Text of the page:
Michigan Criminal Law Statute of Limitations

The Michigan statute of limitations on crimes is found at MCL 767.24. It provides different periods of limitation based upon the crime as follows: 767.24 Indictments; finding and filing; limitations; extension or tolling.

(1) An indictment for murder, conspiracy to commit murder, solicitation to commit murder, criminal sexual conduct in the first degree, or a violation of the Michigan anti-terrorism act, MCL 750.543a to 750.543z, or a violation of MCL 750.200 to 750.212a, that is punishable by life imprisonment may be found and filed at any time.
(2) An indictment for a violation or attempted violation of section 145c, 520c, 520d, 520e, or 520g of the Michigan penal code, MCL 750.145c, 750.520c, 750.520d, 750.520e, and 750.520g, may be found and filed as follows:(a) Except as otherwise provided in subdivision (b), an indictment may be found and filed within 10 years after the offense is committed or by the alleged victim’s twenty-first birthday, whichever is later.

(b) If evidence of the violation is obtained and that evidence contains DNA that is determined to be from an unidentified individual, an indictment against that individual for the offense may be found and filed at any time after the offense is committed. However, after the individual is identified, the indictment may be found and filed within 10 years after the individual is identified or by the alleged victim’s twenty-first birthday, whichever is later.

(c) As used in this subsection:

(i) “DNA” means human deoxyribonucleic acid.

(ii) “Identified” means the individual’s legal name is known and he or she has been determined to be the source of the DNA.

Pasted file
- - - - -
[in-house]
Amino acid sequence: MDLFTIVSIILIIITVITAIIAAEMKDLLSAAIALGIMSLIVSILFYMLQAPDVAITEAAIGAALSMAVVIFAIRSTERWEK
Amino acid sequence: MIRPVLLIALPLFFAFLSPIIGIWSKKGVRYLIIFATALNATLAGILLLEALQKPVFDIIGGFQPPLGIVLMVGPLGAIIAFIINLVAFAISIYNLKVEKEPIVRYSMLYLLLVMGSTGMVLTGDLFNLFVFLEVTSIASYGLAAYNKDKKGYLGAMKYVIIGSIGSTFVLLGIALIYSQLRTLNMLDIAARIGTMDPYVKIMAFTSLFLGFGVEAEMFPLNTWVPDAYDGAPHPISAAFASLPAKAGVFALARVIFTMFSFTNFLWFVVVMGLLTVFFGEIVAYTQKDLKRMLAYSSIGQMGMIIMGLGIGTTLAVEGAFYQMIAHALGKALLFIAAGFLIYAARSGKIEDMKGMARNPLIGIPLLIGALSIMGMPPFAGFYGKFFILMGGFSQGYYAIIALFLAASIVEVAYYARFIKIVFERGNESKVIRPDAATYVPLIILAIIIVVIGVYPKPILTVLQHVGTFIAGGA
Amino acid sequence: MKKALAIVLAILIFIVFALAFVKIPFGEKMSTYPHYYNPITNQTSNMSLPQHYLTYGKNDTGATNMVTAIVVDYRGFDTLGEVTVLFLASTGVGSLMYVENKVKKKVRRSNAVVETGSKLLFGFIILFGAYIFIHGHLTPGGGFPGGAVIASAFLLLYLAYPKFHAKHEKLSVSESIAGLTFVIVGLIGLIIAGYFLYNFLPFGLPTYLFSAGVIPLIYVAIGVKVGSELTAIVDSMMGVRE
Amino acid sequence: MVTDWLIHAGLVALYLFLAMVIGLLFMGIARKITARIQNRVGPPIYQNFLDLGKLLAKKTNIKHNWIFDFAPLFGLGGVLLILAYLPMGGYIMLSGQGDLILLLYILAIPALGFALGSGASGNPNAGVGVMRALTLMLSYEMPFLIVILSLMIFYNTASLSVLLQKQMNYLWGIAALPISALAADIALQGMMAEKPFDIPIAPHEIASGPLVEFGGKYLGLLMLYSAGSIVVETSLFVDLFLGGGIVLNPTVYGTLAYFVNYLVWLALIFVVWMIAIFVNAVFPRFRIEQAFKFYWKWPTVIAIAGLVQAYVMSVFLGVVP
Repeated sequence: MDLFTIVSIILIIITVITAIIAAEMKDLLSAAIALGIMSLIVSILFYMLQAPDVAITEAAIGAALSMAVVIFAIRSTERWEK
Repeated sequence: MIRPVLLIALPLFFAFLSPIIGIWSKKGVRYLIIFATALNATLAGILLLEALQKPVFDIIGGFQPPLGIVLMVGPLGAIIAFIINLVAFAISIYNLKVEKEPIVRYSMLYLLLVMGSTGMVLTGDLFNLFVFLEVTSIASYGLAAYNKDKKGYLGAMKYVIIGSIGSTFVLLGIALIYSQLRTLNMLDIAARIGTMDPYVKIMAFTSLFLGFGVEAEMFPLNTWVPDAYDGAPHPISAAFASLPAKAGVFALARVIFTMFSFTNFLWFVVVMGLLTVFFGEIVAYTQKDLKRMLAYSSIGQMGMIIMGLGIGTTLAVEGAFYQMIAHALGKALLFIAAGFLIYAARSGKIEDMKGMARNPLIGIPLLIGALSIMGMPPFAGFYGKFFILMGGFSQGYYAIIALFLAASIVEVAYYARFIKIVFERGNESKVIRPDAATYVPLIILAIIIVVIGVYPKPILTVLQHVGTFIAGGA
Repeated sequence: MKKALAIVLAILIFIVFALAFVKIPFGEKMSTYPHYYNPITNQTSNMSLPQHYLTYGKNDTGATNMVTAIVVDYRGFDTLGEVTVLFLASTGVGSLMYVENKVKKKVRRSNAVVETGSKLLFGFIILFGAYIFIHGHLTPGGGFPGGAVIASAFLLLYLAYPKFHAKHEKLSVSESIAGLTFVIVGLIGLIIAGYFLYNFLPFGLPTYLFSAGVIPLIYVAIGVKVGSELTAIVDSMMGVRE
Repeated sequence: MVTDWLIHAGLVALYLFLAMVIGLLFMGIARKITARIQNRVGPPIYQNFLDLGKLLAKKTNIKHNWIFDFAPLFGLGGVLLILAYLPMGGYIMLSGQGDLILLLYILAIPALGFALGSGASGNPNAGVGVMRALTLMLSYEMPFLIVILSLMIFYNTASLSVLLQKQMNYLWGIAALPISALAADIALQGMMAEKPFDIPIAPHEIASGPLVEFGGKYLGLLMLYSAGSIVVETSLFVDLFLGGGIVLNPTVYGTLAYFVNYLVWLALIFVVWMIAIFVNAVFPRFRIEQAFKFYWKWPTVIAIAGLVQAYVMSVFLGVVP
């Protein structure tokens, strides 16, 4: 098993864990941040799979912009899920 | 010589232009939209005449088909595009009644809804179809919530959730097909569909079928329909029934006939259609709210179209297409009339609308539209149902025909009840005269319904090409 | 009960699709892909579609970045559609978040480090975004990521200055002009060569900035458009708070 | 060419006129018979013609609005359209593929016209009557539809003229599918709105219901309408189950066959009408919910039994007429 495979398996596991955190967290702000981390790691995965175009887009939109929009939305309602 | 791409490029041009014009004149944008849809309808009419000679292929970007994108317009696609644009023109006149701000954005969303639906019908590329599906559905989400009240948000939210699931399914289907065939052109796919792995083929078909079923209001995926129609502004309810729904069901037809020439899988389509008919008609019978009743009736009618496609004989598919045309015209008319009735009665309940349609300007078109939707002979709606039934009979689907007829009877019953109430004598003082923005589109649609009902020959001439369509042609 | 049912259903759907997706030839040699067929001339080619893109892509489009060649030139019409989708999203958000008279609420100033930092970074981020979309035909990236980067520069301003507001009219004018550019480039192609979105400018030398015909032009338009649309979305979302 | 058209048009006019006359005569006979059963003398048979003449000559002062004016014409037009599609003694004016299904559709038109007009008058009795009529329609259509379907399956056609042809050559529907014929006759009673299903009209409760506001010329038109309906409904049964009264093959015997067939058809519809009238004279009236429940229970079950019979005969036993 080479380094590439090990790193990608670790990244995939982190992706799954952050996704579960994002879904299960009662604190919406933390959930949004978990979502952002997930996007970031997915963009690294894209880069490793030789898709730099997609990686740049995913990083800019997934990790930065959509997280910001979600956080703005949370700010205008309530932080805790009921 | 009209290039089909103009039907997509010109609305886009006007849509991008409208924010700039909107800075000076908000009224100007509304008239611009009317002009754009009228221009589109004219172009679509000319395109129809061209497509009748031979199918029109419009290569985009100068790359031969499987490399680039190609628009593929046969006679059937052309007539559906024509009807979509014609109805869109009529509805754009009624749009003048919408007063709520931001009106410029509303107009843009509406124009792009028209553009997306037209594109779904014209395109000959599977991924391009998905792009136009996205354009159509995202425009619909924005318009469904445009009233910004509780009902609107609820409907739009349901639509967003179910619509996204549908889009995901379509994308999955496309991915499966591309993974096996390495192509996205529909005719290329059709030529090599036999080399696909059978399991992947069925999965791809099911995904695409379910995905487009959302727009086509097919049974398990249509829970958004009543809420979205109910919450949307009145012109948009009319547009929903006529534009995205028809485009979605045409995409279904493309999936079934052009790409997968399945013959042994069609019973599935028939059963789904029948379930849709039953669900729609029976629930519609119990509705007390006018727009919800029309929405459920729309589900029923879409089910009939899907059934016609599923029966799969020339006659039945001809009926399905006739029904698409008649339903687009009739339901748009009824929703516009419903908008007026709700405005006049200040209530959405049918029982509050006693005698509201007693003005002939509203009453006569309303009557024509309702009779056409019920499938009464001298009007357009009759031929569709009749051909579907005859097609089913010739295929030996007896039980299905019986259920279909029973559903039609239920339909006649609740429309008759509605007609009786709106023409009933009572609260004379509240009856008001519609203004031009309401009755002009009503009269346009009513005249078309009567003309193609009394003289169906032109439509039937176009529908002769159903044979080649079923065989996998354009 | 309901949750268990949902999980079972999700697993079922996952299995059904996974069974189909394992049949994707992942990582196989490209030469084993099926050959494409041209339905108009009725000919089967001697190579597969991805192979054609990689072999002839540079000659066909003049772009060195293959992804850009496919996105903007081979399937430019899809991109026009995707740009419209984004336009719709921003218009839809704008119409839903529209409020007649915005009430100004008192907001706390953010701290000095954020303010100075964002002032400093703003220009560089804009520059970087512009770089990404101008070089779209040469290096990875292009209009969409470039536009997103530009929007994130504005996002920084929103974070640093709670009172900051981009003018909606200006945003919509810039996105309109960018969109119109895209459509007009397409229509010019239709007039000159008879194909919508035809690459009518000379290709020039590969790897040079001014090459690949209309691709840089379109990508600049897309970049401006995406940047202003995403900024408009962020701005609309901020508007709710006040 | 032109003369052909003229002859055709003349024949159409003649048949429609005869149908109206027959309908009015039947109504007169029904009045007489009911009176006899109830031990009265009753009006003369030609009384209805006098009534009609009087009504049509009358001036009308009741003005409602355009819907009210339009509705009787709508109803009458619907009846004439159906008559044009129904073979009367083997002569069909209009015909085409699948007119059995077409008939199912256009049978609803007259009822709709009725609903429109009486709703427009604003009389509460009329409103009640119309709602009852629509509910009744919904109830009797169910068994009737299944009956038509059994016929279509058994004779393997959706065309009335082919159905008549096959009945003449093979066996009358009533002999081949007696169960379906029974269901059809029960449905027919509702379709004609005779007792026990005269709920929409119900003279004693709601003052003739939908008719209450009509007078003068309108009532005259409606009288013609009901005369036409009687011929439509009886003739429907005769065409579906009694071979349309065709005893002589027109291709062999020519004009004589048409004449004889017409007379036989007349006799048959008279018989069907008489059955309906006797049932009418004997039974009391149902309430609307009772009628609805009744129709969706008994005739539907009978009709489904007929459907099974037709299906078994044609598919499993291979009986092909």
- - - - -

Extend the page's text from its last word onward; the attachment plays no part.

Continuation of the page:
(3) An indictment for kidnapping, extortion, assault with intent to commit murder, attempted murder, manslaughter, or first-degree home invasion may be found and filed as follows:

(a) Except as otherwise provided in subdivision (b), an indictment may be found and filed within 10 years after the offense is committed.

(b) If the offense is reported to a police agency within 1 year after the offense is committed and the individual who committed the offense is unknown, an indictment for that offense may be found and filed within 10 years after the individual is identified. This subsection shall be known and may be cited as Brandon D’Annunzio’s law. As used in this subsection, “identified” means the individual’s legal name is known.

(4) An indictment for identity theft or attempted identity theft may be found and filed as follows:

(a) Except as otherwise provided in subdivision (b), an indictment may be found and filed within 6 years after the offense is committed.

(b) If evidence of the violation is obtained and the individual who committed the offense has not been identified, an indictment may be found and filed at any time after the offense is committed, but not more than 6 years after the individual is identified.

(c) As used in this subsection:

(i) “Identified” means the individual’s legal name is known.